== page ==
USA: Navy’s Energy Efficiency Techval Program Employs Innovative Energy


The Navy’s Energy Efficiency Technology Validation (Techval) program completed the retrofit of an entire building with light-emitting diode (LED) lighting at Marine Corps Air Ground Combat Center (MCAGCC) Twentynine Palms Aug. 30.

After its retrofitting, the Twentynine Palms Officer’s Club, is expected to deliver an energy savings of more than 32,000 kilowatt hours (kWh) and cost savings of more than $9,000 per year in energy and maintenance in contrast to the older, inefficient lighting system. The Techval program is managed through the Naval Facilities Engineering Service Center (NAVFAC ESC) at Naval Base Ventura County, California.

“The energy savings gained through the use of LED lighting has the potential to save millions of dollars for the Navy and for American taxpayers,” said Naval Facilities Engineering Service Center Commanding Officer Capt. Brant D. Pickrell. “While there are many Techval sponsored LED lighting demonstrations underway at various Navy shore facilities, this is the first time we have attempted the retrofit of an entire building. The results have been promising and most encouraging.”

This project will showcase the potential that LED technology can provide with indoor lighting throughout a variety of capacities and scenarios. The scope of work for this project included replacing MR-16 halogen lamps, compact fluorescent lamps (CFL), 2×2 parabolic fluorescent fixtures, and incandescent landscape lighting with LED lamps.

Among the many benefits of LED lighting are energy savings from reduced lamp wattage and air conditioning energy savings due to reduced lamp heat. LED lighting systems enjoy a longer service life than incandescent or fluorescent lamps, further reducing maintenance costs.

Moreover, since LEDs do not contain mercury, they are a tremendous improvement over the older fluorescent tubes and compact fluorescent light bulbs (CFLs) which contain that element and require proper disposal to prevent mercury from poisoning landfills. LED lighting does not emit infrared or ultraviolet radiation, making them ideal for illuminating artwork or other sensitive displays.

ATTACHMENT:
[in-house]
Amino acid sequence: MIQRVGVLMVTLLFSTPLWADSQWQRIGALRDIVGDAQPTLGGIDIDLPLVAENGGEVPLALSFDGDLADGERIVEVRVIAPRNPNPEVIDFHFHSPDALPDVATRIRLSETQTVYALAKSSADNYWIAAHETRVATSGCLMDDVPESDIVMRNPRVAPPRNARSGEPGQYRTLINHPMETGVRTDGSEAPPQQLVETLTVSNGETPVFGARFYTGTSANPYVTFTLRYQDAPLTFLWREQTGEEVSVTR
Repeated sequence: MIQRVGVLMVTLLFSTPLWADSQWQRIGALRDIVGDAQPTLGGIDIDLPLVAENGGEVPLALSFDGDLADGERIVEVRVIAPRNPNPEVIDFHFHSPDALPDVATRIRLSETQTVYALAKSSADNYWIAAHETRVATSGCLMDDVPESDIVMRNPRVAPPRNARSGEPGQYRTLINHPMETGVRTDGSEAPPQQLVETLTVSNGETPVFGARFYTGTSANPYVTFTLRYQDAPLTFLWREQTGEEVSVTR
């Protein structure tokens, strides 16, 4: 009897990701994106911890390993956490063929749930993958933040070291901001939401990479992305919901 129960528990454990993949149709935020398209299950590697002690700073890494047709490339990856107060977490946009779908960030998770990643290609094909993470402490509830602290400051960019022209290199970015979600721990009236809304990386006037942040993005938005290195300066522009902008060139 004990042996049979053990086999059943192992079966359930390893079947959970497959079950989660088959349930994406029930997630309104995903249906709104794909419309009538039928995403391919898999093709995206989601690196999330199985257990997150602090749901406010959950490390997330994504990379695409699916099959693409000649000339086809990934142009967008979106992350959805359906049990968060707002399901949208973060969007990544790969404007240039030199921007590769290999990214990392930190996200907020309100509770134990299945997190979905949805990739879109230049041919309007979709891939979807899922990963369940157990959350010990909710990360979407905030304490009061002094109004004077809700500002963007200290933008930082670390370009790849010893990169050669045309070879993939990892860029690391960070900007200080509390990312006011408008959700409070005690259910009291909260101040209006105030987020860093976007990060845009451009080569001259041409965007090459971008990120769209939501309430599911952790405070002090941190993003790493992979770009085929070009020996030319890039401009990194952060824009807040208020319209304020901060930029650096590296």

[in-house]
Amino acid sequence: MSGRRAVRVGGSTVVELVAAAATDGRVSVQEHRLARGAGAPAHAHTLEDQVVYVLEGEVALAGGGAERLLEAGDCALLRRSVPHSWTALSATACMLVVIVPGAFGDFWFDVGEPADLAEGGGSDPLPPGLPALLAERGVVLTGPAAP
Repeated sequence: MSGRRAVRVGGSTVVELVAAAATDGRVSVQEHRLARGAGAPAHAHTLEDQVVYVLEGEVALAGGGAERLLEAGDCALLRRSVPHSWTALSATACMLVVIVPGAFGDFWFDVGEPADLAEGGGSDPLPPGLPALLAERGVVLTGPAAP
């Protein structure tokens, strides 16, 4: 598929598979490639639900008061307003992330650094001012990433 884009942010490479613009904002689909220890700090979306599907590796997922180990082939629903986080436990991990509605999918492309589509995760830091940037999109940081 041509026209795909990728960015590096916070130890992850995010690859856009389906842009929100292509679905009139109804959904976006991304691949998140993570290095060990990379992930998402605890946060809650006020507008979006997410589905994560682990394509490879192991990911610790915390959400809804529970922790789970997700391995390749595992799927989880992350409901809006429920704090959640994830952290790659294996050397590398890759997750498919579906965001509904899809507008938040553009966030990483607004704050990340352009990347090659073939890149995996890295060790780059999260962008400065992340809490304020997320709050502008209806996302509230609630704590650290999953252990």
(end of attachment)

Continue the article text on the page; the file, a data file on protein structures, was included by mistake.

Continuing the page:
MCAGCC Twentynine Palms was selected to host this technology demonstration due to expensive electricity costs prevalent in the region. The new lighting will provide immediate relief in the site’s energy costs. Given the annual cost savings of nearly $10,000 in energy and maintenance, the total retrofit costs of $80,000 is offset and bolsters the Navy’s efforts to achieve the Secretary of the Navy’s (SECNAV) ambitious energy goals of increasing alternative energy ashore to 50 percent by 2020; and increase total alternative energy use to 40 percent by 2020. The simple payback of this project is estimated to be 8.25 years.

This building is a showcase for the potential that new energy-related technology can provide to the Navy and Marine Corps.

Mabus laid out five aggressive energy goals in October 2009 to improve the Navy’s energy security and efficiency, increase the Navy’s energy independence, and help lead the nation toward a clean energy economy. This initiative assists in achieving the energy goal of increasing alternative energy afloat and ashore where by 2020, 50 percent of the total Department of the Navy energy consumption will come from alternative sources.

Source: navy, September 1, 2011;